• Iraq Ties to Al Qaeda. The White House made this claim even though the CIA and FBI (Federal Bureau of Investigation) repeatedly told the Administration that there was no tie between Saddam Hussein and Al Qaeda. They were mortal enemies — one secular, the other fundamentalist.

  • Saddam Hussein was a Threat to the United States. In fact, Saddam was a tottering dictator, with an antiquated, fractured army of low morale and with Kurdish enemies in Northern Iraq and Shiite adversaries in the South of Iraq. He did not even control the air space over most of Iraq.

  • Saddam Hussein was a Threat to his Neighbors. In fact, Iraq was surrounded by countries with far superior military forces. Turkey, Iran and Israel were all capable of obliterating any aggressive move by the Iraqi dictator.

  • The Liberation of the Iraqi People. There are brutal dictators throughout the world, many supported over the years by Washington, whose people need liberation from their leaders. This is not a persuasive argument since for Iraq, it’s about oil. In fact, the occupation of Iraq by the United States is a magnet for increasing violence, anarchy and insurrection

Recent Casualties:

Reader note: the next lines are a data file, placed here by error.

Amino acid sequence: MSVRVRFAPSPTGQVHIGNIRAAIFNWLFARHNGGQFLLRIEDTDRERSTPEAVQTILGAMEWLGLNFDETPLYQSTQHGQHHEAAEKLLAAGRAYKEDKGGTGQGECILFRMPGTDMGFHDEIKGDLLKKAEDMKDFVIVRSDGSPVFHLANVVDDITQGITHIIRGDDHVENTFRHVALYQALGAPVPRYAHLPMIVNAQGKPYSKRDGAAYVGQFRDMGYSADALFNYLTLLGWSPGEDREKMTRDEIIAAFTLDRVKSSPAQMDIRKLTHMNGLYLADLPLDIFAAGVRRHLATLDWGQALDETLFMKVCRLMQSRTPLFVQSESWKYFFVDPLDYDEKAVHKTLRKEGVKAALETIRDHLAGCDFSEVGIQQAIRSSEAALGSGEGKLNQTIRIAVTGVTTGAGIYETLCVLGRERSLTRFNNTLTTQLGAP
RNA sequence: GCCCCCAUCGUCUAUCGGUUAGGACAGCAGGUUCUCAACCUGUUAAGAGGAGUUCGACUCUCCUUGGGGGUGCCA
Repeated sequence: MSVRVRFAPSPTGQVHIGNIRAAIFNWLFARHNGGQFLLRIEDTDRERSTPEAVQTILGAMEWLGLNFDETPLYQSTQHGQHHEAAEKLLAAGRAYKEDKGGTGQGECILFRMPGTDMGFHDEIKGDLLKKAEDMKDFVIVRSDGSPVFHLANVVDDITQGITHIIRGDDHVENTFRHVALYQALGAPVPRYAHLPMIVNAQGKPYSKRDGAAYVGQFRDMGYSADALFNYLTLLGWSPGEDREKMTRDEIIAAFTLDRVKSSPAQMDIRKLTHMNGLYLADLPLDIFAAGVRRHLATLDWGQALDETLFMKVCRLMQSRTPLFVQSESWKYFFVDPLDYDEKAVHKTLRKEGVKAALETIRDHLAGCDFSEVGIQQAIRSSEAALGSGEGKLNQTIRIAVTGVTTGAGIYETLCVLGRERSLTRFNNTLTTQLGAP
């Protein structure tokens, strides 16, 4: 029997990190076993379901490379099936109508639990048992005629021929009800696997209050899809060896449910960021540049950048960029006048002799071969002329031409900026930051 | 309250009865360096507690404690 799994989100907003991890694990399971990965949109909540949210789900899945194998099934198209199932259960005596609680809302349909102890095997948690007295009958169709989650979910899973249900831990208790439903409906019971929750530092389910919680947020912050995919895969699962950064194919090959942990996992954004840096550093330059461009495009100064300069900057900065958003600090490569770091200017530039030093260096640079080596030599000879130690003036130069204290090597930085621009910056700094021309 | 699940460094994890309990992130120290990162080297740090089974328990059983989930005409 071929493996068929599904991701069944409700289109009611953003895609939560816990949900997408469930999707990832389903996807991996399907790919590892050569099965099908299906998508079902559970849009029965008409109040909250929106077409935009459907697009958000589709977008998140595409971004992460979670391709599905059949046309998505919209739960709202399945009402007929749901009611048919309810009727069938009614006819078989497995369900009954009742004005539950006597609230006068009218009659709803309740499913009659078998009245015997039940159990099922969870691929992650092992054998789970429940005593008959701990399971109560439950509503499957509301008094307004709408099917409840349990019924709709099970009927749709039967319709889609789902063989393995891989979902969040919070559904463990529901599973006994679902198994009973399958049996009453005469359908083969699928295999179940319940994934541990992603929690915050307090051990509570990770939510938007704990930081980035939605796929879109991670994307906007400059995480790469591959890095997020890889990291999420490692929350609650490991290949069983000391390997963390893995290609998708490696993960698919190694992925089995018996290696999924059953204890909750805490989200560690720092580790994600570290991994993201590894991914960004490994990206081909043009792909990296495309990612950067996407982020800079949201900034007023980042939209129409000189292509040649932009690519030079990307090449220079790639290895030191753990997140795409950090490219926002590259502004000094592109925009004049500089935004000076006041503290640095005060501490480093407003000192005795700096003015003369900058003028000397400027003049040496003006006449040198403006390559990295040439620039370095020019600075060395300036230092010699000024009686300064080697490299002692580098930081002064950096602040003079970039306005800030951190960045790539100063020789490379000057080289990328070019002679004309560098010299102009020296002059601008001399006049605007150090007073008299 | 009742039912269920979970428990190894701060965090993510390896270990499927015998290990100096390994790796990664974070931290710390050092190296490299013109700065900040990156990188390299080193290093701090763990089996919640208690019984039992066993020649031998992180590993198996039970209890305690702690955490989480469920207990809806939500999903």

Color Denotes Today’s Confirmation

The Department of Defense announced today the death of a soldier who was supporting Operation Freedom’s Sentinel.

Sgt. 1st Class. Elliott J. Robbins, 31, from Ogden, Utah, died June 30, 2019, in Helmand Province, Afghanistan, from a non-combat related incident. The incident is under investigation.

Robbins was assigned to 2nd Battalion, 10th Special Forces Group (Airborne), Fort Carson, Colorado.

The Department of Defense announced today the deaths of two soldiers who were supporting Operation Freedom’s Sentinel.

Both soldiers died June 25, 2019, in Uruzgan Province, Afghanistan as a result of wounds sustained from small arms fire while engaged in combat operations. The incident is under investigation.

The deceased are:

Master Sgt. Micheal B. Riley, 32, of Heilbronn, Germany. Riley was assigned to 2nd Battalion, 10th Special Forces Group (Airborne), Fort Carson, Colorado.

Sgt. James G. Johnston, 24, of Trumansburg, New York. Johnston was assigned to 79th Ordnance Battalion (Explosive Ordnance Disposal), 71st Ordnance Group, Fort Hood, Texas.